In 2013 I took a class called The Power of Decision.
It changed my life.
It was based on a book The Power of Decision by Dr. Raymond Charles Barker. A Science of Mind leader, Dr. Barker was from New York City and he pulled no punches.
"I will show you that indecision is actually a decision. It is a decision to fail."
What?! Hold on a minute, the book has barely begun and you hit me with this? Can we ease into it a little bit?
And so it went. Powerful, short sentence after powerful short sentence drilling into you the knowledge, and the power, and even the dreadful failures, of your own decision-making.
No whining allowed. No excuses, either.
Dr. Barker gives examples of those who decide and of those who do not and he writes, without shyness or apology, about how he avoids people who just don't take their lives into their own hands.
"I cannot help anyone unless he has made up his mind..."
But, but, but... you're a Reverend, aren't you supposed to be there for everyone? Not when he has decided his time is valuable and he will not waste it. Ouch.
I loved it.
But while the entire book was fabulous what really struck me was his message about children.
"Children are afraid of making mistakes because of their strong emotional need to please their parents."
(And Indecisive adults are still worried about displeasing someone.)
It had never occurred to me before: children are not always taught to be good decision makers.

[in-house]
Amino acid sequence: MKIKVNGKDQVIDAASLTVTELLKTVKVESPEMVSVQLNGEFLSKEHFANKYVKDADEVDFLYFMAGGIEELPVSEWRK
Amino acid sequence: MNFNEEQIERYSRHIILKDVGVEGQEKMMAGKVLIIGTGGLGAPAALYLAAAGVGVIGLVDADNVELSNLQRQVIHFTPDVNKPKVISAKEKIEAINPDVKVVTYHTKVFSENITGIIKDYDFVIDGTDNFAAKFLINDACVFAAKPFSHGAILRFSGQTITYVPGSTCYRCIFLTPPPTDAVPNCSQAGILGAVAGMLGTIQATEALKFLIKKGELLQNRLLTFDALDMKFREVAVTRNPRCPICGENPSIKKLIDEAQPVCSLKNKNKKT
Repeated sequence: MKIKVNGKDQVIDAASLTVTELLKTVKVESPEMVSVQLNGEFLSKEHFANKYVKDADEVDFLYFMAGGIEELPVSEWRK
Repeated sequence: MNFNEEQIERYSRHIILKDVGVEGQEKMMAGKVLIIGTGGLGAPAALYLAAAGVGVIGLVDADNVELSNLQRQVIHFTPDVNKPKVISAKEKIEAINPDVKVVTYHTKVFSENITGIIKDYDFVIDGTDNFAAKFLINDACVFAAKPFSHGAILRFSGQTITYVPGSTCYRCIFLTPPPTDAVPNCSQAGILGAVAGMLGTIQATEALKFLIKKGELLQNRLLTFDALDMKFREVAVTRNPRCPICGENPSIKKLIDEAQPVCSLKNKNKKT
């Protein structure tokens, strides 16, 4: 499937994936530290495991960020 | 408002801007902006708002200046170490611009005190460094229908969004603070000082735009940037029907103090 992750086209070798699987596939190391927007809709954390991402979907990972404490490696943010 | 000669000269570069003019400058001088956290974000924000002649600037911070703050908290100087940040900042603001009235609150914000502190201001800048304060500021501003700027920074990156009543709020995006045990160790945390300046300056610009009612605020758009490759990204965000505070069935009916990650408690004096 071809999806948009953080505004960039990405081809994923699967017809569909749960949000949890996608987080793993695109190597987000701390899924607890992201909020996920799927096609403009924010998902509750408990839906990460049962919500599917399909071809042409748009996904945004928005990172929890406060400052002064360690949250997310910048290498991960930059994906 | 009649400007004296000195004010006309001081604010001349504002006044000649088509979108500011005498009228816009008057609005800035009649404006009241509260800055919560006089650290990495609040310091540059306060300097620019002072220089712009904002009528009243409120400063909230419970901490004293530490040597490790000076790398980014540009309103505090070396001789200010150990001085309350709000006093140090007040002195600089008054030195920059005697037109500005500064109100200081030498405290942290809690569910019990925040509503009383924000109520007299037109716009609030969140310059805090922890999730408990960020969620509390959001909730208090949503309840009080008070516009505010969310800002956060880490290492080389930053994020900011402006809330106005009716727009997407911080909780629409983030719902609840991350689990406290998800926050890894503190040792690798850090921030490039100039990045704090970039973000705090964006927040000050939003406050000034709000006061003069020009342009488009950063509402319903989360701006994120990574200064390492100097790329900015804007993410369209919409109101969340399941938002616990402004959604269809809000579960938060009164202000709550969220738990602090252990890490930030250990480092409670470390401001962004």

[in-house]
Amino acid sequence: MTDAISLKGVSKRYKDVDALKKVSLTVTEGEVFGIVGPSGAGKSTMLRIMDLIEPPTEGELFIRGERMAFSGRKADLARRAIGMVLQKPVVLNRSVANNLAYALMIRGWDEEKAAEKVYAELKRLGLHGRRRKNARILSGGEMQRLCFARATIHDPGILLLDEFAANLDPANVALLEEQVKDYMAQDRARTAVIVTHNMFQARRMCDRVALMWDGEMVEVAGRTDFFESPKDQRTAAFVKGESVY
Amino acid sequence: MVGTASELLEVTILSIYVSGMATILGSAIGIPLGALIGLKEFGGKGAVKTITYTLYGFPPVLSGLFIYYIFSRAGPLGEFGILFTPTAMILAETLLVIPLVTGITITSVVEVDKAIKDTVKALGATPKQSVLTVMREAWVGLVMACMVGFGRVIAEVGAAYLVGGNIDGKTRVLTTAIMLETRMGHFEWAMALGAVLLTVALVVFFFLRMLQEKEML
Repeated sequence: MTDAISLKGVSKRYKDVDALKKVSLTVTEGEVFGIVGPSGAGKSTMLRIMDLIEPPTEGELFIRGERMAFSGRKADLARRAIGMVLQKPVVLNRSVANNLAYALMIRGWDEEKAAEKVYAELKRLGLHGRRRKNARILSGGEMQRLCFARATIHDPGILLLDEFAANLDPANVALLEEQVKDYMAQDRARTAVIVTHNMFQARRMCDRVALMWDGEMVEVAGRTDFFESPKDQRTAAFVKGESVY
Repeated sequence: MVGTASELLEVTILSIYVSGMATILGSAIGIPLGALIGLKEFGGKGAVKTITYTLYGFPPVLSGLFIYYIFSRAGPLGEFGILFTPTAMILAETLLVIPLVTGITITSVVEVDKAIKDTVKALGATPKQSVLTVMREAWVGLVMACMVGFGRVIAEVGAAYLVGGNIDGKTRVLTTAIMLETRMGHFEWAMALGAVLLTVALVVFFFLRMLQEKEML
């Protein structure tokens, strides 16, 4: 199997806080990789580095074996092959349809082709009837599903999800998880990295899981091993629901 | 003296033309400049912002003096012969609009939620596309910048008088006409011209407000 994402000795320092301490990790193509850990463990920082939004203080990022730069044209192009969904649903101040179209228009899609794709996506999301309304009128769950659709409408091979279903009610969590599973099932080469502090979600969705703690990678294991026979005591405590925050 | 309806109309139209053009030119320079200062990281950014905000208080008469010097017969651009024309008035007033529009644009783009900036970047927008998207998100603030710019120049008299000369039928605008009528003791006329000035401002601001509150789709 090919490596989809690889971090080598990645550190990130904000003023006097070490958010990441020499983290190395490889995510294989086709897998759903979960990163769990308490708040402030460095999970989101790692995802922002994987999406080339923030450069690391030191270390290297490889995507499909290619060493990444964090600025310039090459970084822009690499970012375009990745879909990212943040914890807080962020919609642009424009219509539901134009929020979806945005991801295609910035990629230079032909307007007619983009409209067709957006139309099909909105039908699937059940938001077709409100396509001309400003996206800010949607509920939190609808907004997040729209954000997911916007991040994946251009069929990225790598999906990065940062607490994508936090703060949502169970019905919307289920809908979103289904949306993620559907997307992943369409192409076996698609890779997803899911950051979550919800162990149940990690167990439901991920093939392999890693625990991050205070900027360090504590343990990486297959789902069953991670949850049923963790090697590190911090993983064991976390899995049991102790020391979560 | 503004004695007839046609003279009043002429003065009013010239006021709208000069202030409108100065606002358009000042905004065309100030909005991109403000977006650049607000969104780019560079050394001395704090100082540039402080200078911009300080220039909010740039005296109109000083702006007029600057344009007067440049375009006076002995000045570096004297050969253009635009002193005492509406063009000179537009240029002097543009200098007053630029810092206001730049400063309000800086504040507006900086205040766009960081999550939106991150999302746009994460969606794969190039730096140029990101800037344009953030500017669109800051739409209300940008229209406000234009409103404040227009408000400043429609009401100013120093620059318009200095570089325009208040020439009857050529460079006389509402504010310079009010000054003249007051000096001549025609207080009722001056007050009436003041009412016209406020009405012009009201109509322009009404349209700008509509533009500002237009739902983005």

But how do you do this? How do you teach them to be good at making decisions?
His answer is simple: tell them they are good at making decisions.
So if a child asks: "Where should I put my wet towel?" You could say: "If you were alone in the house, and no one was here to help you, where would you put it?"
And they may say: "On the side of the tub."
And then you have to stop yourself from correcting them because you might really want it hung up on the hook. But maybe that's harder than you thought because they are much shorter than you. And honestly, it was a darn good decision to put it on the side of the tub because the answer was not "on the couch" or "in my bedroom" or "here, you take it".
So yes. Yes. That was a good decision. That would satisfy the requirements of keeping the house safe from a wet towel. Thank you. You make good decisions.
If you keep this up, if you keep telling them they make good decisions, they will bloom right before your eyes into the adults you hope they will be. Ones who make good decisions.